“How to Prevent ‘The Law of 250’ From Hurting Your Marketing”

“How to Prevent ‘The Law of 250’ From Hurting Your Marketing”
exc-5a146fa871c10b974a4c6fa8

       I remember the first time I read about this “Law”. It was in the 1980’s and I was reading Joe Girard’s classic book, “How to Sell Anything to Anybody”. Girard was in the Guinness Book of World Records at the time for being “the world’s greatest salesman” due to the sheer volume of cars he sold at a dealership. As I recall, he would move an average of 6 a day off the lot.   This particular chapter was titled, “Girard’s Law of 250”. It seemed like a magic number to him and, if you research this, it’s a number that is significant to us as a human species.  Why? Because it’s a round number? Because it’s easy to remember? I will say that it’s a critical number in your marketing.

       According to Pew Research’s ‘Millennials in Adulthood’ report – “Millennials are on Facebook, where their generation’s median friend count is 250.”  It’s a number that has become a part of human nature in one way or another.  But, what I’m talking about is how it applies to your customer and how it can work against you.

       Gerard was talking about how every person he sold a car to had access to 250 other people who could be potential customers. And each of those 250 people had access to 250 more. It’s exponential—and it works both ways: both positive and negative. However, a negative sales experience is much more “viral” than a positive one.

       Studies have repeatedly shown that a person who has a poor customer experience is twice as likely to tell people about it as opposed to a positive one. An inherent part of human nature? Maybe. Consider the concept of “Shadenfreude”. Miriam-Webster’s Dictionary defines this as, “a feeling of enjoyment that comes from seeing or hearing about the troubles of other people.”  For some reason, people are inclined to lean to the negative when it comes to other people.  I’ve always heard the phrase, “if you spot it, you got it!” meaning, what you see as a negative trait in another person is simply a reflection of something you see in yourself. People just love to tell other people about how they were “done wrong” in a store or with a business.

       With this in mind, how can you prevent “Law of 250” from hurting your business ? Here are 3 ways:

       Be acutely aware of your customer’s experience from the first point of contact. Whether you own a bricks and mortar business or practice or do your business completely online, be attuned to your customer’s experience and make everything easy for them. From website navigation to the ordering and fulfillment process if you’re an online business. If you have an office or store, from the moment the patient or customer walks in the door, make their experience pleasant and hassle-free.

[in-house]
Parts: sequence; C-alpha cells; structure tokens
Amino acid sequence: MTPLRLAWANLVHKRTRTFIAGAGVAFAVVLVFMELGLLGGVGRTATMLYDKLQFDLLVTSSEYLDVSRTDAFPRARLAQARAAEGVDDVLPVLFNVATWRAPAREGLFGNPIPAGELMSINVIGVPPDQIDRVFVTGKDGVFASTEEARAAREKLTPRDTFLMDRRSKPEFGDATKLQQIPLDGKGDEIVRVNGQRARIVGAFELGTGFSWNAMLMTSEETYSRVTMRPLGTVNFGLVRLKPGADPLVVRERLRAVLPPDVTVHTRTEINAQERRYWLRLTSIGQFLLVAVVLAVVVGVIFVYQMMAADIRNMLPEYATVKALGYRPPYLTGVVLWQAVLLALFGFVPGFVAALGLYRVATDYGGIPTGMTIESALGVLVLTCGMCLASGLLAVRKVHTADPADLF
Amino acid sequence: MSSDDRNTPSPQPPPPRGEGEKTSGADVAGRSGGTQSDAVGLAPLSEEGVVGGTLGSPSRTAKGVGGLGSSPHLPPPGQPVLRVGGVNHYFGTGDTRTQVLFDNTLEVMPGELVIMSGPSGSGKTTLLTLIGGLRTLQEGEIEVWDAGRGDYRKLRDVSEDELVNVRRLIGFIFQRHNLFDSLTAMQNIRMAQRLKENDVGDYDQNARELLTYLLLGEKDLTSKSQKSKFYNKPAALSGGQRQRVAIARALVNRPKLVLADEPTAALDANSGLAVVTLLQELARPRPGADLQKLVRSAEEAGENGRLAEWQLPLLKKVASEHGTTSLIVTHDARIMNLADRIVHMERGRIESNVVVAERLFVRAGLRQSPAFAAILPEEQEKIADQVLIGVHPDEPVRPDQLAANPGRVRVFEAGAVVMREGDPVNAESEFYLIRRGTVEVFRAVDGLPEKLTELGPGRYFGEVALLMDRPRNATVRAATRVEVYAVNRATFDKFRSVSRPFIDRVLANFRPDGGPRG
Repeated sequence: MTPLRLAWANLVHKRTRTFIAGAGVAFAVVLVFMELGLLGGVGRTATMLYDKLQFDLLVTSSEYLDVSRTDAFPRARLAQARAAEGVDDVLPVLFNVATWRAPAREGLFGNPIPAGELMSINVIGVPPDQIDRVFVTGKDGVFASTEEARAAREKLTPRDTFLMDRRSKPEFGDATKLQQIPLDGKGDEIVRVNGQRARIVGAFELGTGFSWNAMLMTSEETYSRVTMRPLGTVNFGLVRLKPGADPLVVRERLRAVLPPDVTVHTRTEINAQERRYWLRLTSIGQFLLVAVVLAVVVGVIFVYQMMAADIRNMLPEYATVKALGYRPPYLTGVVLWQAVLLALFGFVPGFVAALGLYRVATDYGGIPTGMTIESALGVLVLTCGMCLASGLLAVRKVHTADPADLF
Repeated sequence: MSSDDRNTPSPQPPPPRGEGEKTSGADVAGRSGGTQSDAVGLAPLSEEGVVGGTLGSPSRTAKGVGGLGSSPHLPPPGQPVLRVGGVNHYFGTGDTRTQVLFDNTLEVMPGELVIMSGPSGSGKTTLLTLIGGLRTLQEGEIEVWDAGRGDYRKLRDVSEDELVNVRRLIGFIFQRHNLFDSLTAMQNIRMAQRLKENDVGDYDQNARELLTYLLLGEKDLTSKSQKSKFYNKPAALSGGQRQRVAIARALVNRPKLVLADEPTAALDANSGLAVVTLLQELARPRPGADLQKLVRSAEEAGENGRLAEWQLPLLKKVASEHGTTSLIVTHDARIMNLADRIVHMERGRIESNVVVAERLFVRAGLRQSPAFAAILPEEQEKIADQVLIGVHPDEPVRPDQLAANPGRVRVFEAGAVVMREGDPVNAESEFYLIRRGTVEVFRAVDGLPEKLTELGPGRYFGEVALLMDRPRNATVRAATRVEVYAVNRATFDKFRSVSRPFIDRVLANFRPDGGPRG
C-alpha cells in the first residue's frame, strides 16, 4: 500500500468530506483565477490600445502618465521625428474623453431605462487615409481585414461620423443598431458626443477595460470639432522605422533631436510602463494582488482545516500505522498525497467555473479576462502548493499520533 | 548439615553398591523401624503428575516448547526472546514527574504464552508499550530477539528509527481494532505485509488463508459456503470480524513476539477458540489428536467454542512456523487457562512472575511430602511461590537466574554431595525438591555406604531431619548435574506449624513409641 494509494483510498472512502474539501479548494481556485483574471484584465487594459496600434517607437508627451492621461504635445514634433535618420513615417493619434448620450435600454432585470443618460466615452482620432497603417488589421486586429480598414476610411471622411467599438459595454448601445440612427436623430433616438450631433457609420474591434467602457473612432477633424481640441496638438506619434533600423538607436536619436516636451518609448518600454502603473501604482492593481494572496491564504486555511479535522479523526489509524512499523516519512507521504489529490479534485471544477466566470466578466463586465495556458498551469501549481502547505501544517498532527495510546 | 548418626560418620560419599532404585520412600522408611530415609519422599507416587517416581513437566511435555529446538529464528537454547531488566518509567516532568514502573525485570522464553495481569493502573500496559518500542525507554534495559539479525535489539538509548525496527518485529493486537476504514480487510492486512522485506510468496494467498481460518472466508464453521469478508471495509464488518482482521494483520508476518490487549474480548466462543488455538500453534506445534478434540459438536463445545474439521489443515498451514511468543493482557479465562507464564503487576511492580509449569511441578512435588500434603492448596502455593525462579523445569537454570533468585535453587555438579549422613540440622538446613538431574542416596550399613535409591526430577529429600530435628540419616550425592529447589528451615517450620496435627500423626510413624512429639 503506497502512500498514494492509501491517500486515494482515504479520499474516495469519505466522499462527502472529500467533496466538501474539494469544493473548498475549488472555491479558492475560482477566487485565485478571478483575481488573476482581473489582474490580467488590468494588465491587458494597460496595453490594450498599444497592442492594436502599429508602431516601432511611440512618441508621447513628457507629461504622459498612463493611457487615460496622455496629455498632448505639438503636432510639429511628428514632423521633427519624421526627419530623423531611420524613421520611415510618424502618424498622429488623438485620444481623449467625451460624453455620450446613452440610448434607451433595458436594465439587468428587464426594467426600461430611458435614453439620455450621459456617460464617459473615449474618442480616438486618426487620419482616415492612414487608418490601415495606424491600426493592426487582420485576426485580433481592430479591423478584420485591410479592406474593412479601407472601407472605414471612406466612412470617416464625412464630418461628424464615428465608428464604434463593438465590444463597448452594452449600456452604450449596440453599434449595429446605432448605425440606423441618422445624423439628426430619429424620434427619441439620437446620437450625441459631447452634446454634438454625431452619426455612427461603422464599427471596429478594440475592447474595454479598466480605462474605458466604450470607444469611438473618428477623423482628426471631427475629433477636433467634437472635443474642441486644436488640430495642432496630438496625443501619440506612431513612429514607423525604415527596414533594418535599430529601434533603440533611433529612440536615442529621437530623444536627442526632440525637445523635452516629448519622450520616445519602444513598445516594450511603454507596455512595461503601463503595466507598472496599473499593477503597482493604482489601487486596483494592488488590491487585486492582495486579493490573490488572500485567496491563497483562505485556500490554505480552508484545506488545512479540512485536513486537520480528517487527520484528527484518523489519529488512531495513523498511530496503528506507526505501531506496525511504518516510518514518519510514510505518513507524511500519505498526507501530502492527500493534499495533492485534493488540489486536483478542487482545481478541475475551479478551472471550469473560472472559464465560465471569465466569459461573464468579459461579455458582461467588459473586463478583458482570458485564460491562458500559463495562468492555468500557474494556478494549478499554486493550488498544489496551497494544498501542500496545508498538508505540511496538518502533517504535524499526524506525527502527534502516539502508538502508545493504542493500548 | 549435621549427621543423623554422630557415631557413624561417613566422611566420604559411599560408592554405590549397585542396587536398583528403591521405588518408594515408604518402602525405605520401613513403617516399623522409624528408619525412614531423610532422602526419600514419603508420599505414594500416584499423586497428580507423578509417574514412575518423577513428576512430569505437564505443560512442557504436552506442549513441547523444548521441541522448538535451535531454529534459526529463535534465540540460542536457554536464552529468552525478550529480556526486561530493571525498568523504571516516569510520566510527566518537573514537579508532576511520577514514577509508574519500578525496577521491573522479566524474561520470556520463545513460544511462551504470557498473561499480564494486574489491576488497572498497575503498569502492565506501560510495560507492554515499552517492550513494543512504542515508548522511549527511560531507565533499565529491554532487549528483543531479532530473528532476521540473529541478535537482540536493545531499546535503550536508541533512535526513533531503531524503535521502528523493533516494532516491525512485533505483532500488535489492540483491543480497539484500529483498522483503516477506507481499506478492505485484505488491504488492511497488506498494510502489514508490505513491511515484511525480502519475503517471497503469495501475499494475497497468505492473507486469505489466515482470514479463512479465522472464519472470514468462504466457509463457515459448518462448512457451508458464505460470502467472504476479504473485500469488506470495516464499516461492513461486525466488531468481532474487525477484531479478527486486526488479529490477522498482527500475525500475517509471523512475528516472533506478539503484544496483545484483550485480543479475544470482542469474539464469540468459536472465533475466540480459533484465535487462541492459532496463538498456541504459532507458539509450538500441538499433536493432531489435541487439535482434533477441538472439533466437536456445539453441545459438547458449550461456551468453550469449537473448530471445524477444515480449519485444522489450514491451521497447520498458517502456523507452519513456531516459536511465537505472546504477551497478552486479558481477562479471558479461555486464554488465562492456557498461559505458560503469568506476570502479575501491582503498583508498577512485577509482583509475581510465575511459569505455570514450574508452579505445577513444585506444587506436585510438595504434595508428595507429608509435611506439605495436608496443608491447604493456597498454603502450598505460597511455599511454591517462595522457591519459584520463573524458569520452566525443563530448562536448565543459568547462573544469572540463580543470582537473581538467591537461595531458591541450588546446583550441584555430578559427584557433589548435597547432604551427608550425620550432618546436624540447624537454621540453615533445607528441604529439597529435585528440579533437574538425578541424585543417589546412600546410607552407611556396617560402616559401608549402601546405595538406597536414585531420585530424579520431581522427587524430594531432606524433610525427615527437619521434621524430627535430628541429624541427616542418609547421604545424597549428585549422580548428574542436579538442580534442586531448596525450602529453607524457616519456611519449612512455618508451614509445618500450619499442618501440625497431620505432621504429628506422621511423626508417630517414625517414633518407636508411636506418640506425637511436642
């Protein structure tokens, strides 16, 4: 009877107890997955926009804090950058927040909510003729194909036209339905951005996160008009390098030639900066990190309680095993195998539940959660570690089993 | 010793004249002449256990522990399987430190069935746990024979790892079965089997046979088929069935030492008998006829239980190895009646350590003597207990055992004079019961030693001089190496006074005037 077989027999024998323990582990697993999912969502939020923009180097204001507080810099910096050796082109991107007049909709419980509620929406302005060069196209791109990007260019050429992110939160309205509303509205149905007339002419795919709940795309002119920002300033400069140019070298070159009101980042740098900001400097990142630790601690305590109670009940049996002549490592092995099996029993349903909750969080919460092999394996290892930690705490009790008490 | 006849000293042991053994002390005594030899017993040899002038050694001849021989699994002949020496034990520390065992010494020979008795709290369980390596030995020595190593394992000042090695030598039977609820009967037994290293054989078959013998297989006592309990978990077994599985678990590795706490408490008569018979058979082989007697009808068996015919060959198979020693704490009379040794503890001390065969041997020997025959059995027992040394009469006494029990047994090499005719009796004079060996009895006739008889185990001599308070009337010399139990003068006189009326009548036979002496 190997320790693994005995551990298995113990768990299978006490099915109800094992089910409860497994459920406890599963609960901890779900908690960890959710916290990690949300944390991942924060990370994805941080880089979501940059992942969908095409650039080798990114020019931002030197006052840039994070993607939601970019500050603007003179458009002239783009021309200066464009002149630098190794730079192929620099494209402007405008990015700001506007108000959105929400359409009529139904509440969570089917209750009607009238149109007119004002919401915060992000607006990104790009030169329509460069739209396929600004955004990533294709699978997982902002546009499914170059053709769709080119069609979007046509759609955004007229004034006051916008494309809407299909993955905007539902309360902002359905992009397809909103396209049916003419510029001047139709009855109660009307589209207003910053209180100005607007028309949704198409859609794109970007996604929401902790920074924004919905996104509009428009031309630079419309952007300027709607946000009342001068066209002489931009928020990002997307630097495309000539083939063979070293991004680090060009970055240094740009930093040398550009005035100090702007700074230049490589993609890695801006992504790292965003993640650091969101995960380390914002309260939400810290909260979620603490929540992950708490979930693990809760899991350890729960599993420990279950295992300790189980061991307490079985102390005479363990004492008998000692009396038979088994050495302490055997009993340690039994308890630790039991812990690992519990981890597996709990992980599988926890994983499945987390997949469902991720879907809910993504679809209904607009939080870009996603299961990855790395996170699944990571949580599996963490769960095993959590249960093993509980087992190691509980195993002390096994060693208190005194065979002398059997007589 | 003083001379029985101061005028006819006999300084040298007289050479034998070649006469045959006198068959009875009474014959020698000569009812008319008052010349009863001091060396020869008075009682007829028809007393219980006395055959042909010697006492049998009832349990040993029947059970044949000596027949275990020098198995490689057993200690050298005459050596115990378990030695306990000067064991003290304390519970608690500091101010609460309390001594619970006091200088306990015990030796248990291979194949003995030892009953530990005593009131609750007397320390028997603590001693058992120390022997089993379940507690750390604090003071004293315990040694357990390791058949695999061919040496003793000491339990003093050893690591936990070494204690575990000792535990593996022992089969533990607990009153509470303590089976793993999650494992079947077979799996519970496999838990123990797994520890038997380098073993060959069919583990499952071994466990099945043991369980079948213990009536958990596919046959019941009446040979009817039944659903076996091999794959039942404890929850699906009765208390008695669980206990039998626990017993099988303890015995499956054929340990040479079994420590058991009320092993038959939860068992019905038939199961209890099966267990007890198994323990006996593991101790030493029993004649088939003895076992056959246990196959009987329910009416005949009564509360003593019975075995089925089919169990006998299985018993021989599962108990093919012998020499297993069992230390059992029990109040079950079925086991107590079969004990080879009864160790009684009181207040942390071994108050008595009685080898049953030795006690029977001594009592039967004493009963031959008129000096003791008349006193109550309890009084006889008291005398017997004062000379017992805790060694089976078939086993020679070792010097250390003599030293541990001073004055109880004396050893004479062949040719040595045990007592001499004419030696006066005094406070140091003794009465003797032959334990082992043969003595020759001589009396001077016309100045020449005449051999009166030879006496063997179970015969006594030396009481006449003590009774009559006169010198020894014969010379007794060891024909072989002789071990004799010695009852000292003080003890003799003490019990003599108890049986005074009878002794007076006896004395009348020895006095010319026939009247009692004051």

Resolve ALL complaints in the shortest time possible. You’ve heard of “spin doctors” and people who are in charge of “damage control”? Why not try to prevent a customer complaint getting out of control before  you need to engage people like these.  By taking care of it promptly you can largely nip a problem in the bud and keep the customers trust. I don’t believe the customer is always right. But, I’ve learned to give them what they want anyway, within reason. It’s just good business.

       Follow up with them. Do you know that if you send a thank-you note or acknowledgement of any kind, that you’ll put yourself miles ahead of the competition? Why? Because practically no one does this.  Sure, there are businesses that will follow-up with an up-sell, discounted offer or other deal. But what I’m talking about here is a simple “thank you” to let the customer know you appreciate their business—with no other agenda.  People today don’t like aggressive sales tactics, no matter what anybody says. A simple thank-you note or gift will do wonders for building customer trust and loyalty.

       What can you do today to use “The Law of 250”?

Best,

Tim

Leave a Reply

Your email address will not be published. Required fields are marked *

*